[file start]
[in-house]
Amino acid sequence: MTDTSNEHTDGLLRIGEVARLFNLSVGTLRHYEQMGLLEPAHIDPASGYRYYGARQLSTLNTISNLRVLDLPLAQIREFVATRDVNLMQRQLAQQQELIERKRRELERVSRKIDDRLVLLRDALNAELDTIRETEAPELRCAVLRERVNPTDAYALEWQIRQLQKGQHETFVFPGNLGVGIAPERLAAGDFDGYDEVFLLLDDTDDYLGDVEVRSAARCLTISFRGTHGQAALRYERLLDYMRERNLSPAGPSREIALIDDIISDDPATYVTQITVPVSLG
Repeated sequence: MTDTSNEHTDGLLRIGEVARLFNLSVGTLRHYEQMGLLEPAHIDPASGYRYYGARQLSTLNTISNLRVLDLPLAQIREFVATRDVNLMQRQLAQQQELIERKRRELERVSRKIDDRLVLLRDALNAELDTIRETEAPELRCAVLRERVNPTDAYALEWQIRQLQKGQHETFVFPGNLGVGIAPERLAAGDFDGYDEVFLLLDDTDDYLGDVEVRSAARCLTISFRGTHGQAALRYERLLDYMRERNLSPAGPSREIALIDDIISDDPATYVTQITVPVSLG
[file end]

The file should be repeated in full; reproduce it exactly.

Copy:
[in-house]
Amino acid sequence: MTDTSNEHTDGLLRIGEVARLFNLSVGTLRHYEQMGLLEPAHIDPASGYRYYGARQLSTLNTISNLRVLDLPLAQIREFVATRDVNLMQRQLAQQQELIERKRRELERVSRKIDDRLVLLRDALNAELDTIRETEAPELRCAVLRERVNPTDAYALEWQIRQLQKGQHETFVFPGNLGVGIAPERLAAGDFDGYDEVFLLLDDTDDYLGDVEVRSAARCLTISFRGTHGQAALRYERLLDYMRERNLSPAGPSREIALIDDIISDDPATYVTQITVPVSLG
Repeated sequence: MTDTSNEHTDGLLRIGEVARLFNLSVGTLRHYEQMGLLEPAHIDPASGYRYYGARQLSTLNTISNLRVLDLPLAQIREFVATRDVNLMQRQLAQQQELIERKRRELERVSRKIDDRLVLLRDALNAELDTIRETEAPELRCAVLRERVNPTDAYALEWQIRQLQKGQHETFVFPGNLGVGIAPERLAAGDFDGYDEVFLLLDDTDDYLGDVEVRSAARCLTISFRGTHGQAALRYERLLDYMRERNLSPAGPSREIALIDDIISDDPATYVTQITVPVSLG